That leaves us with just four 2019 USA CNT alumni that will now be reclassifying into the 2021 draft year: left-handed pitcher Andrew Abbott (Virginia), first baseman/outfielder Tanner Allen (Mississippi State), catcher Casey Opitz (Arkansas) and shortstop Luke Waddell (Georgia Tech). None of these four are expected to sign any kind of post-draft free-agent deal, unsurprisingly so, as all likely already turned down offers for more than $20,000 during the latter rounds of the 2020 draft.

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If you’re a hardcore baseball fan, you’ve probably already mulled through your fair share of 2020 MLB mock drafts. It seems like every website worth a damn posts one, yet no one really knows what to expect, and it only takes one curveball to throw the entire equation out of whack. Even so, I figured I’d give it a try for Razzball’s sake, if for no other reason than to give Grey some spicy motivation to tune in on Wednesday night. See, now it’s a mock draft.

There’s a lot of uncertainty with this draft. Nobody knows for sure just how college heavy teams are ultimately going to go with the unique situation created by COVID-19, and which teams will elect to play the strategic bonus tomfoolery game. It’s difficult to project just how these factors will play into each and every team’s respective strategy. We might see more teams than ever taking on the “best-available” approach.

But as it relates to fantasy baseball, Wednesday’s draft is relevant because it sets the stage for the ensuing trajectory of every drafted player’s stock as a prospect. Not only does draft position tend to influence how people value prospects in first-year player drafts, but who drafted said player can also go a long way in determining what their Minor League journey will look like and how confident we are as fantasy owners that they will develop successfully. That being said, here is my carefully-concocted mock draft of the first 29 picks this upcoming Wednesday. Mush! Onward into the unknown!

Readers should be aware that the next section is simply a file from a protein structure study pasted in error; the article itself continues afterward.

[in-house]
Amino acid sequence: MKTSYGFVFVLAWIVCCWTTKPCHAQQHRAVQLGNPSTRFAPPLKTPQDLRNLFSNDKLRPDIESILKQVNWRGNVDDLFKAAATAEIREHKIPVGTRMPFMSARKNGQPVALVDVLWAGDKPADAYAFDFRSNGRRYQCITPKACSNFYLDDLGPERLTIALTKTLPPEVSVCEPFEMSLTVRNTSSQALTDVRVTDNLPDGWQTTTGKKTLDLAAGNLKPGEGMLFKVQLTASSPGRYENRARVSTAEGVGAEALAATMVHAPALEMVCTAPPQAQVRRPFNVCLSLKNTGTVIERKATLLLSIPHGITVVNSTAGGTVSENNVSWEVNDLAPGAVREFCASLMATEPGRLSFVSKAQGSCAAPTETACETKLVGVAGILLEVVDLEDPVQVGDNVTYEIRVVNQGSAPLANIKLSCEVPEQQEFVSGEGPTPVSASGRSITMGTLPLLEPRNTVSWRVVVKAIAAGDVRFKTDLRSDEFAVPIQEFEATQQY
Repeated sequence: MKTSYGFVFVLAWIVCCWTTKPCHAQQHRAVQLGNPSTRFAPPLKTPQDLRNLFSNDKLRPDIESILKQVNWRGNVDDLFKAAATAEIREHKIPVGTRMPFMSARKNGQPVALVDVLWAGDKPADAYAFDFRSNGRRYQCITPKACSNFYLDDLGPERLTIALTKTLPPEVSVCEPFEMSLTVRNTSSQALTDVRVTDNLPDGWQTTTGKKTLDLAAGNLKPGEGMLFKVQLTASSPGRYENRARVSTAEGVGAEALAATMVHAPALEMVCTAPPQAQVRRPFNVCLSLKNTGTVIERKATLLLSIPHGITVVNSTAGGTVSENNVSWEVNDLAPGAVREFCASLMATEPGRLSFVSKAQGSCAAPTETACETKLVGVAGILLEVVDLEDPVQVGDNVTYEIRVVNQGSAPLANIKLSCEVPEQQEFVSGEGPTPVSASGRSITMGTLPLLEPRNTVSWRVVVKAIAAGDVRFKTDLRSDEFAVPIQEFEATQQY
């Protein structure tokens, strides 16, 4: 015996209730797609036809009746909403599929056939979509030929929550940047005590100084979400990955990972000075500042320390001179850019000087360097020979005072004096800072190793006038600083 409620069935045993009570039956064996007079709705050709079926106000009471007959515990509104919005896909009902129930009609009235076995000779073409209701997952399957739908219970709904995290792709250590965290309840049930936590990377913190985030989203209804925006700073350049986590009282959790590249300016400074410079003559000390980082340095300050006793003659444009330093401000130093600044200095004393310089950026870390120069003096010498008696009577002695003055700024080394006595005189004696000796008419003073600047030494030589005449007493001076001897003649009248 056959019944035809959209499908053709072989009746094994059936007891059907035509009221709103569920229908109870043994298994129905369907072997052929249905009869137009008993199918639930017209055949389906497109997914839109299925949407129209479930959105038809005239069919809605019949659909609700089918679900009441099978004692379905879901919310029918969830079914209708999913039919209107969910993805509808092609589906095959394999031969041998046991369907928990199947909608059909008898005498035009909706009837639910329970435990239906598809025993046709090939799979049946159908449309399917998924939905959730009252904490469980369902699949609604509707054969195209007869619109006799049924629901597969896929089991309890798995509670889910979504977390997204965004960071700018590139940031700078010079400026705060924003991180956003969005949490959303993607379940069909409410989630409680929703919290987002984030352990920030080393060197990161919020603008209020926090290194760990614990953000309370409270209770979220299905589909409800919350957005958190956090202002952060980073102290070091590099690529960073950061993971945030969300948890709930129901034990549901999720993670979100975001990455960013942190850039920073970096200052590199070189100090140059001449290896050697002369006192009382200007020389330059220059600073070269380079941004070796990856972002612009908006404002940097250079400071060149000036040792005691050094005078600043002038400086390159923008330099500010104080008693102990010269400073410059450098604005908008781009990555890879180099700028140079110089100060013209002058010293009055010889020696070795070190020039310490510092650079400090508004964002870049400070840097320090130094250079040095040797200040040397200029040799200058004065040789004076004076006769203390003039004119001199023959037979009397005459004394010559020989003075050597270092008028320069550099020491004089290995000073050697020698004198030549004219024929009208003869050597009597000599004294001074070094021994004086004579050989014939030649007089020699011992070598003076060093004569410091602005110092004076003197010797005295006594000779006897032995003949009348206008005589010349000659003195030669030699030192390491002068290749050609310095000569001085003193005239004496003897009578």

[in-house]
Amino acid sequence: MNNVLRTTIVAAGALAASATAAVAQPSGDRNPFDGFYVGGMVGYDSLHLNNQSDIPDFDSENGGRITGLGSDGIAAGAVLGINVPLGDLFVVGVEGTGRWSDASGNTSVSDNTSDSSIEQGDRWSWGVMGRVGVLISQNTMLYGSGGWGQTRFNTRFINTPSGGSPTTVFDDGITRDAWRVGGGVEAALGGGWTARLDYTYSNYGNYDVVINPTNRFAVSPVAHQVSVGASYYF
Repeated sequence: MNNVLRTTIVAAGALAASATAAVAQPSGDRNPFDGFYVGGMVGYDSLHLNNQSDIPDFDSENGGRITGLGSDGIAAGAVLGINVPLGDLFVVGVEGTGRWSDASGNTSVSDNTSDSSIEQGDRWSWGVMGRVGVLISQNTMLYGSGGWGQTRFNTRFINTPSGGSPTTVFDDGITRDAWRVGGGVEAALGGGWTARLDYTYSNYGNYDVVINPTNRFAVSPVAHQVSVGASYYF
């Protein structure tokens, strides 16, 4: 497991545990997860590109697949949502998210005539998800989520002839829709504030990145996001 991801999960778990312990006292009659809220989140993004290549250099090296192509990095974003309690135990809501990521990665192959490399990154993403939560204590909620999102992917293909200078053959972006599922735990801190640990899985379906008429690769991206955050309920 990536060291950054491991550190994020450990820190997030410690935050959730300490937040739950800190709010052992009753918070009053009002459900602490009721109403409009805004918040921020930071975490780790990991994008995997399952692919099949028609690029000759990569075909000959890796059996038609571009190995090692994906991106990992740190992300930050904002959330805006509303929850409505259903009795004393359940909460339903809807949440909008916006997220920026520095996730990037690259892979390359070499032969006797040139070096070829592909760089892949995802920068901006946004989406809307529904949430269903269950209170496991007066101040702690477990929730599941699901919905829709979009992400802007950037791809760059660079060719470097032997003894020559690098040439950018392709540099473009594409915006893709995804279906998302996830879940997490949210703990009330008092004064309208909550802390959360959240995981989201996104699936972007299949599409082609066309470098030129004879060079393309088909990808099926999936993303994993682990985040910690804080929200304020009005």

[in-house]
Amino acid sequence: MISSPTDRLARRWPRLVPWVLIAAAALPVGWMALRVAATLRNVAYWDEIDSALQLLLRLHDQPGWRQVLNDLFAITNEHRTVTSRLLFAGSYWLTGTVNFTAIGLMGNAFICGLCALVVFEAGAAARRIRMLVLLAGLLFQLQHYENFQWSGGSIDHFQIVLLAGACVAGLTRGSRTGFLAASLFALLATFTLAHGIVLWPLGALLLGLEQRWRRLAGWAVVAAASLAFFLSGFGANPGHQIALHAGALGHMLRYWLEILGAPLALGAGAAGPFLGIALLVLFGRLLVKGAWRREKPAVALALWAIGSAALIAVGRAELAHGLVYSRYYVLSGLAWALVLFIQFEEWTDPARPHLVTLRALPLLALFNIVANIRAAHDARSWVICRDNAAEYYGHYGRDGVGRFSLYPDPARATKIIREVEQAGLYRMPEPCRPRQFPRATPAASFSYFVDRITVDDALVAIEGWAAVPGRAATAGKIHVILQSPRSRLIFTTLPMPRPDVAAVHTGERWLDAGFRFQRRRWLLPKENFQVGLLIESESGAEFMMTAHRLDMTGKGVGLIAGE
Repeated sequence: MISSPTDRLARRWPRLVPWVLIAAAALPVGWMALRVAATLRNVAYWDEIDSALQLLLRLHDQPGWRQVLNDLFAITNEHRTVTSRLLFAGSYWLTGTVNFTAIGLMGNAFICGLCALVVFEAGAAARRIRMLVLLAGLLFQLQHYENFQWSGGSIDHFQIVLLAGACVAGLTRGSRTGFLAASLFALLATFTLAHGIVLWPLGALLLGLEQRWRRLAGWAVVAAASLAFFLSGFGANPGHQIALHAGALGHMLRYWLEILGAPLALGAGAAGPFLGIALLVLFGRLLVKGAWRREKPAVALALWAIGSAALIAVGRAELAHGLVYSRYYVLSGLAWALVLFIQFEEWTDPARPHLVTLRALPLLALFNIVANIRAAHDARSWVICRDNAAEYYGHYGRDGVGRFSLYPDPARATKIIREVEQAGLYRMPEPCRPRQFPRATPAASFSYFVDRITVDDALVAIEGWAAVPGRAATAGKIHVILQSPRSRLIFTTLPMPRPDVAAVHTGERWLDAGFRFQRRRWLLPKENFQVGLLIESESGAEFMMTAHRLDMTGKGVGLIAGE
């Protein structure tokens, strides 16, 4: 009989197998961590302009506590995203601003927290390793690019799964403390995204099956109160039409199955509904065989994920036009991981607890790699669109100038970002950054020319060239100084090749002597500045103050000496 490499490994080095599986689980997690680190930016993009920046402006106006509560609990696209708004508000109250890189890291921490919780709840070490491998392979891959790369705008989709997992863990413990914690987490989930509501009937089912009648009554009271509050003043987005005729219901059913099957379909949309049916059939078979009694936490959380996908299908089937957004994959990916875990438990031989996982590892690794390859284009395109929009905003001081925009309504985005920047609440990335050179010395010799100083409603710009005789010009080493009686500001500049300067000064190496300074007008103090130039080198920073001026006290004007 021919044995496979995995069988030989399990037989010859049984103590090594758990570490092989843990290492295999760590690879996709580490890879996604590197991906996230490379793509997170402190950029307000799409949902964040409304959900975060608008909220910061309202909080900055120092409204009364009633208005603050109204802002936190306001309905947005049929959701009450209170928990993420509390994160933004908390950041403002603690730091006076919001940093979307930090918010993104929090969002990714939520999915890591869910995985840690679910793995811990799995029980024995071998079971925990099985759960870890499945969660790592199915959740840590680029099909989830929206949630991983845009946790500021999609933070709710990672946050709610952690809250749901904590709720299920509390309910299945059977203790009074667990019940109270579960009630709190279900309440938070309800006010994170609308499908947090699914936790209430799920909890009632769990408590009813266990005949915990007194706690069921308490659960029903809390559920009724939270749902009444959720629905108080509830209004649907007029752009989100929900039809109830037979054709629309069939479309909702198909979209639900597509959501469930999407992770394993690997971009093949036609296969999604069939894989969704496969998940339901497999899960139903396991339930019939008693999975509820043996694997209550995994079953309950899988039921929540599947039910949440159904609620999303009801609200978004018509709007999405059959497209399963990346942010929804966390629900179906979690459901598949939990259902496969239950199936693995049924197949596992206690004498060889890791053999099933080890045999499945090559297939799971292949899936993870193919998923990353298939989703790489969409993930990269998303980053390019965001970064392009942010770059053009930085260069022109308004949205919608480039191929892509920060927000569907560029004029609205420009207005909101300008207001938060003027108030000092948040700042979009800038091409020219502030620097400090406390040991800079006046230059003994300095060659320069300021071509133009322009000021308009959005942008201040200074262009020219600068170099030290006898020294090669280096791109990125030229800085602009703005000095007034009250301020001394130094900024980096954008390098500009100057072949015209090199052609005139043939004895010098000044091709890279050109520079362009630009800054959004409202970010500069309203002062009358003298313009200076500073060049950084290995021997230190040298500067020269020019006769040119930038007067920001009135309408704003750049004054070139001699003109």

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THOME: Not just a big sexy retired baseball player now employed by MLB Network. Steve Paulo, and/or Neil deGrasse Tyson, joins the sausage fest to discuss his brainchild, Thomeprojections.com. Steve deGrasse Tyson explains what an IMPACT player is and breaks down how they can be utilized for fantasy baseball success. And he shares one young offensive catcher his projection system loves for this season and nobody is talking about. Paulo also attempts to dumb down the inner workings of his projection system so even Donkey Teeth can understand it.
If you’re interested in sports investing, team win totals, simulation baseball, or just listening to a really smart guy talk about really smart guy things, this is the fantasy sausage pod for you.

Speaking of projections, be sure to check out Rudy’s tool, I mean tools, here.
Want to take me on in the RCLs? Join now, free to play!
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Welcome back to baseball Cubs fan, or just fantasy readers who want to know about the Cubs. 2018 was a disappointment for many Cubs fans and fantasy owners of Cubs players alike, unless you happened to own Javier Baez. At least there is always the bleachers with a sausage and an Old Style.

While my outlook for 2019 may still be rosy (I expect the Cubbies to win the NL Central), there is an impending contract cliff that the North siders are going to have to maneuver, and the roster could look completely different in 2021 and 2022. Some of these guys the Cubs will try to re-sign, and other deals will be nice to get off the books, but the Cubs must make that decision on Jon Lester, Anthony Rizzo, Kris Bryant, Javier Baez, Kyle Schwarber, Addison Russell, Kyle Hendricks, Jose Quintana, and several other less impactful guys.

I’m a bit hesitant on the Cubs for the future, but you’re here to figure out what to do this season. While 2018 may be viewed as a down season, the Cubs still finished 9th in runs scored and the pitching finished with the 3rd best ERA in the league. PECOTA is projecting doom and gloom with a last place finish in the division, but that seems like an overreaction to a team that is getting a healthy Kris Bryant and hopefully, a healthy Yu Darvish back this season. I may even take the over on the THOME projection of 88.5 wins with a 2nd place finish in the division, but maybe I’m just optimistic, after all, it is spring training time

(To hear more about the THOME projection system, check out my podcast, Ditka, Sausage, and Fantasy Sports on Razzball when we interview the creator, Steve Paulo).